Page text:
BGHB at 50: Cold Feet by Cynthia DeFelice, illus. by Robert Andrew Parker

As a 2001 Boston Globe-Horn Book judge, I had the pleasure of honoring Cynthia DeFelice and Robert Andrew Parker for their picture book Cold Feet, a deliciously creepy retelling of a Scottish ghost story. I liked everything about the book, but here I want to give a tip of my hat to Parker, who I have long felt is one of our finest and most underappreciated illustrators. During a career that is now in its seventh decade, Parker has been a painter, New Yorker illustrator, and picture book artist, and has somehow always flown a little bit under the radar. (Ironically, one of the first children’s books he illustrated was Melvin B. Zisfein’s Flight, a deeply researched history of aviation.) Parker’s drawings have a freedom of line and spirit, and a dead-on inevitability, that I associate with Edward Ardizzone and only a very few other illustrators of our time. There’s more art — and life — in a Parker drawing than in a lot of the shinier objects coming down the pike, often taking the big prizes as they go. I invite readers to take a “second look” at the art of Robert Andrew Parker.
In celebration of the fiftieth anniversary of the Boston Globe–Horn Book Awards, established in 1967, we will be publishing a series of appreciations of BGHB winners and honorees from the past. Further installments will appear in the Magazine and on throughout 2017.

Leonard S. Marcus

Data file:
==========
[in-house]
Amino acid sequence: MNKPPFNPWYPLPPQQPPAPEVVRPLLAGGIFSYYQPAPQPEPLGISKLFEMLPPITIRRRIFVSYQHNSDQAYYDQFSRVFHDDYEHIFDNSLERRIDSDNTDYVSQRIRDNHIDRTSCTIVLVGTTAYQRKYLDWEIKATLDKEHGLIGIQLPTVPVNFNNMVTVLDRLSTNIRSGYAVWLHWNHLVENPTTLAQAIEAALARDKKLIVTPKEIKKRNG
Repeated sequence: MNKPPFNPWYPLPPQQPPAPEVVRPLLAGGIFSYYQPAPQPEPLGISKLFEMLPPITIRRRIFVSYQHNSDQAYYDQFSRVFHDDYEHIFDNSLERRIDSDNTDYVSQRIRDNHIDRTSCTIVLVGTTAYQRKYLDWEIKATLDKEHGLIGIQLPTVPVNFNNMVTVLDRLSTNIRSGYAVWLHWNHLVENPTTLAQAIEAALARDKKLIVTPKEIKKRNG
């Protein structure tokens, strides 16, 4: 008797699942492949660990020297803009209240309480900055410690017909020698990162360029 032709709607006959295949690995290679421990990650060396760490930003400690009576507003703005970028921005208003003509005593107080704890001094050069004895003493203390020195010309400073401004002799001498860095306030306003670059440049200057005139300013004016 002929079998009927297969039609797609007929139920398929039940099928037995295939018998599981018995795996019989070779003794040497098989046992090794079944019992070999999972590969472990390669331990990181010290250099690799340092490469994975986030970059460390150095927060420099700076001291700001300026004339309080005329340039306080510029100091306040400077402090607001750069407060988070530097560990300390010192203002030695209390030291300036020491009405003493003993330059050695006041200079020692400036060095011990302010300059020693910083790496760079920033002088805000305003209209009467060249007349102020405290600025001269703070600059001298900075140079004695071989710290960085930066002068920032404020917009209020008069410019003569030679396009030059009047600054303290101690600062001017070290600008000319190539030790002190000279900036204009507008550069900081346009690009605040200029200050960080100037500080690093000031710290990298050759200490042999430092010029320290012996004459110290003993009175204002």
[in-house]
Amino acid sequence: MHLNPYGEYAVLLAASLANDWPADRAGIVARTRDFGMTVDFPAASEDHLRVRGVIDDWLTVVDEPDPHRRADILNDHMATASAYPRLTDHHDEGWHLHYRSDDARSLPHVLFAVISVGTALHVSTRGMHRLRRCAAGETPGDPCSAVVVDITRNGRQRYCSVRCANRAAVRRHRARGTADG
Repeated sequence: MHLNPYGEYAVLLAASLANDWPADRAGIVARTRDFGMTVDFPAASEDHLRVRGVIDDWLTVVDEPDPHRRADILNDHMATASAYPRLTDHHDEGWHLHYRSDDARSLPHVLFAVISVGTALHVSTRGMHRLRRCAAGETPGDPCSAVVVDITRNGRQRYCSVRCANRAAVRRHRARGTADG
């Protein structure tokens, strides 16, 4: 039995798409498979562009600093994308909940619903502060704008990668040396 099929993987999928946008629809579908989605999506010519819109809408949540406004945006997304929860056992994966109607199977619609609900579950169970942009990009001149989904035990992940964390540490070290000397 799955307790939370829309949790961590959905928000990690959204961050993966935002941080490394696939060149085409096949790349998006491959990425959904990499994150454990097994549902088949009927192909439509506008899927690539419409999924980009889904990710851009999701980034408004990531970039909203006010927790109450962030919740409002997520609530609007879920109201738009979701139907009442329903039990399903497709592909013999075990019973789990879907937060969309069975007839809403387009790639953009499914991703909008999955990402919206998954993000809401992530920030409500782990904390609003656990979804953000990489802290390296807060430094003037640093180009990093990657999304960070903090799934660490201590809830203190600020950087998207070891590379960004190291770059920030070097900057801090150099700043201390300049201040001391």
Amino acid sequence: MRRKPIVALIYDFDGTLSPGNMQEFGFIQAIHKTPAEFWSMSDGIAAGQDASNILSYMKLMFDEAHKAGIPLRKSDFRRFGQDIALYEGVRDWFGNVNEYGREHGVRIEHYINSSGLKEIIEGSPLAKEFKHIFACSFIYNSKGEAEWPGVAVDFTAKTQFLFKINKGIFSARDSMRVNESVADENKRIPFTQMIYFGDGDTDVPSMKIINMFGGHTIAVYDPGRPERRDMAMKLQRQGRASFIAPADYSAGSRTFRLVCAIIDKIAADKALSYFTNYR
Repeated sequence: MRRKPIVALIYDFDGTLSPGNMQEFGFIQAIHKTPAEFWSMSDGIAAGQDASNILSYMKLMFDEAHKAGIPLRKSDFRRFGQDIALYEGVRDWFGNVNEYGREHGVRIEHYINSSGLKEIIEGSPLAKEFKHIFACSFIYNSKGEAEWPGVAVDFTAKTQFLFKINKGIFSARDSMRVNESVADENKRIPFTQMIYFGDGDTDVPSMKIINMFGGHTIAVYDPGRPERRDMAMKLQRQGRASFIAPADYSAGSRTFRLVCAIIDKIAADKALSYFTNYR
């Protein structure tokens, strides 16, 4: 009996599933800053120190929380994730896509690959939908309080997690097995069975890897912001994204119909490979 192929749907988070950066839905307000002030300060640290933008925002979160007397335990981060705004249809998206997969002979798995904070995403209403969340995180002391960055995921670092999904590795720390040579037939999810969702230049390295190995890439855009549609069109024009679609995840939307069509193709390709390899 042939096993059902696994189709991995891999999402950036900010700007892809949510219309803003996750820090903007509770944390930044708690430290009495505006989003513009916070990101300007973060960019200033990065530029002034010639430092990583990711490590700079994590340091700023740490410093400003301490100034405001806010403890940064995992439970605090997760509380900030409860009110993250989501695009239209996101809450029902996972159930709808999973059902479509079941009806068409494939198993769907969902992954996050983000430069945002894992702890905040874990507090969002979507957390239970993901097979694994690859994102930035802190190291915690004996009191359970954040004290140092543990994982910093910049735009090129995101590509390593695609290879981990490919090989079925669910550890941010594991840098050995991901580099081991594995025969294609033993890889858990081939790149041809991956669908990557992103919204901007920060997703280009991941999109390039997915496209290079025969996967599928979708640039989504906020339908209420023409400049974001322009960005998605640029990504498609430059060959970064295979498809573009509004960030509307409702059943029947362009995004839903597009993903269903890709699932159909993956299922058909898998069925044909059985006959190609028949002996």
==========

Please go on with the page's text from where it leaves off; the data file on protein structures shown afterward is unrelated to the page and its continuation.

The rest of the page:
Leonard S. Marcus
Leonard S. Marcus’s forthcoming books include Helen Oxenbury: A Life in Illustration (Candlewick) and, as editor, The Kairos Novels (Library of America) by Madeleine L’Engle. His exhibition Garth Williams: Illustrator of the Century opens at the Curtis Memorial Library in Brunswick, Maine, on May 1, 2018.
Comment Policy:
  • Be respectful, and do not attack the author, people mentioned in the article, or other commenters. Take on the idea, not the messenger.
  • Don't use obscene, profane, or vulgar language.
  • Stay on point. Comments that stray from the topic at hand may be deleted.
  • Comments may be republished in print, online, or other forms of media.
  • If you see something objectionable, please let us know. Once a comment has been flagged, a staff member will investigate.

Elaine Magliaro

Love this book! I used to read it aloud to some classes when I was a school librarian. My students thought it was "deliciously creepy" too.

Posted : Jun 14, 2017 12:20


Community matters. Stay up to date on breaking news, trends, reviews, and more.

Get access to reviews of books, ebooks, and more


We are currently offering this content for free. Sign up now to activate your personal profile, where you can save articles for future viewing